• Bitcoin Core # 16546 introduces a new signing interface that allows Bitcoin Core to interact with external hardware signature devices through the HWI or any other application that implements the same interface. Bitcoin Core has been able to communicate with hardware signers via HWI since Bitcoin Core version 0.18. However, up until this PR, the process required using the command line to transfer data between Bitcoin Core and HWI. This PR simplifies the user experience by allowing Bitcoin Core to communicate directly with HWI. The PR contains complete documentation on the use of the new signing interface together with HWI. The new signing interface can currently only be accessed via RPC methods. A PR draft supports the signer’s interface UI and allows hardware signers to be used with Bitcoin Core without using the command line.
  • Rust-Lightning # 791 has support for getting BlockSource interfaces at startup to sync blocks and headers, with the fork being detected during the sync. As described in Newsletter # 135, BlockSource allows the software to pull data from sources other than a standard Bitcoin Core compatible node. This enables redundancy which can help prevent Eclipse attacks or other security issues.
  • Rust-Lightning # 794 enables support for the BOLT2 function option_shutdown_anysegwit, which enables future Segwit versions when starting shutdown. When option_shutdown_anysegwit is negotiated, a channel party sending a shutdown message to initiate the closing can send a scriptpubkey to pay, provided the script conforms to the standard form of the BIP141 witness program of a version byte (a 1-byte push Opcode from OP_1 to OP_16) by a witness program (a byte-vector push of 2 to 40 bytes). These shutdown scripts are limited to standard forms in order to avoid expensive scripts that are liable to costs or transactions with oversized scripts that are not distributed due to nonstandardity. Since it became possible to route payments to any Segwit script in Bitcoin Core (released November 2019), it is now safe to include them on LN’s standard forms.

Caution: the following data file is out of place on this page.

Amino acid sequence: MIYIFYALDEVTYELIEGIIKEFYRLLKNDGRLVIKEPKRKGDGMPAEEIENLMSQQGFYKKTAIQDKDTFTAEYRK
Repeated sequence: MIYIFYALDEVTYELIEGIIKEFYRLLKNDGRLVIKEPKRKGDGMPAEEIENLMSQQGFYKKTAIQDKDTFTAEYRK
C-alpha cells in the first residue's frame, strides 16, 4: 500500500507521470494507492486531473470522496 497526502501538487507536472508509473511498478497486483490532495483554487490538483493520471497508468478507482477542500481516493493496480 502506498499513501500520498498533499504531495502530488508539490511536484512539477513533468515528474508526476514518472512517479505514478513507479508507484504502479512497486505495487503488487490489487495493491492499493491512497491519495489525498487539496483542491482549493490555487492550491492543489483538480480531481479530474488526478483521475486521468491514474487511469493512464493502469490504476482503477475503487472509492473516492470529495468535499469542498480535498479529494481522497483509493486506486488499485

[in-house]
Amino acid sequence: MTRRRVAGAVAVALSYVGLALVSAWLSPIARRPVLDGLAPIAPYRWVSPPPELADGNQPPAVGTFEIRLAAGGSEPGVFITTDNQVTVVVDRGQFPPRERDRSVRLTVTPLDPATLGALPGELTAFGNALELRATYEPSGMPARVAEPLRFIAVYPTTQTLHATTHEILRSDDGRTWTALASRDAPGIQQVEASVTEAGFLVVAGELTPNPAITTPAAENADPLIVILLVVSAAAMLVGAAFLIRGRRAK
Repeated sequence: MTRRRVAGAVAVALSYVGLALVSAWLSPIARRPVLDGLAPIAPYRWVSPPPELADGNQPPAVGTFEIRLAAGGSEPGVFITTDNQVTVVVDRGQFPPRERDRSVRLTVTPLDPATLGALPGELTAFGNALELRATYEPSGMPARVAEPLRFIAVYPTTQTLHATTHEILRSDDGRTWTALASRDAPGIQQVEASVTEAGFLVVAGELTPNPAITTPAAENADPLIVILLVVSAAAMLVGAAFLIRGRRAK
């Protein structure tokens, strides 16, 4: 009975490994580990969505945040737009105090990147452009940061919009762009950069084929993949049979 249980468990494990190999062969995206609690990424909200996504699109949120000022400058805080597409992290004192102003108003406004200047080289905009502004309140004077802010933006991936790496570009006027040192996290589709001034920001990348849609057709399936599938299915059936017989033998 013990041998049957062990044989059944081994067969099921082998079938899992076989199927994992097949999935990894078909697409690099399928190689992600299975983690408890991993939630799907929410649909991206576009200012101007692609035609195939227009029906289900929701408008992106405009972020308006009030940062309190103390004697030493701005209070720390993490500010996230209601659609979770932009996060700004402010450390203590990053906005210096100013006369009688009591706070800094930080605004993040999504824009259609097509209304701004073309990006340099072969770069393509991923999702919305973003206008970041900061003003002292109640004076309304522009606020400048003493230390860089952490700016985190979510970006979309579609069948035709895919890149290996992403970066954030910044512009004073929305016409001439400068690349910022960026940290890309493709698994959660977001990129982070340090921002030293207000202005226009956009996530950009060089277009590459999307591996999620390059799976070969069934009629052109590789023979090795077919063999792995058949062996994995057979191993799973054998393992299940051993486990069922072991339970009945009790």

• HWI No. 413, No. 469, No. 463, No. 464, No. 471, No. 468 and No. 466 update and expand the documentation of HWI considerably. Notable changes include a link to documentation on, new and updated examples, and a new policy that describes the criteria new devices must meet in order for HWI to support them.
  • Rust Bitcoin # 573 adds a new method SigHashType :: from_u32_standard, which ensures that the provided Sighash byte is one of the default values ​​that Bitcoin Core forwards and mines by default. The sighash byte of each signature indicates which parts of the transaction need to be signed. Bitcoin’s consensus rules dictate that non-standard sigh values ​​are treated as equivalent to SIGHASH_ALL. However, the fact that they are not routed or mined by default can theoretically be used to trick software with offchain obligations into accepting an unenforceable payment. Developers of such software using Rust Bitcoin can switch from the SigHashType :: from_u32 method, which accepts any consensus-valid sigh, to this new method.
  • BIPs # 1069 updates BIP8 to allow for a configurable activation threshold and include 90% as a recommendation, compared to 95% previously based on the recent discussion on taproot activation.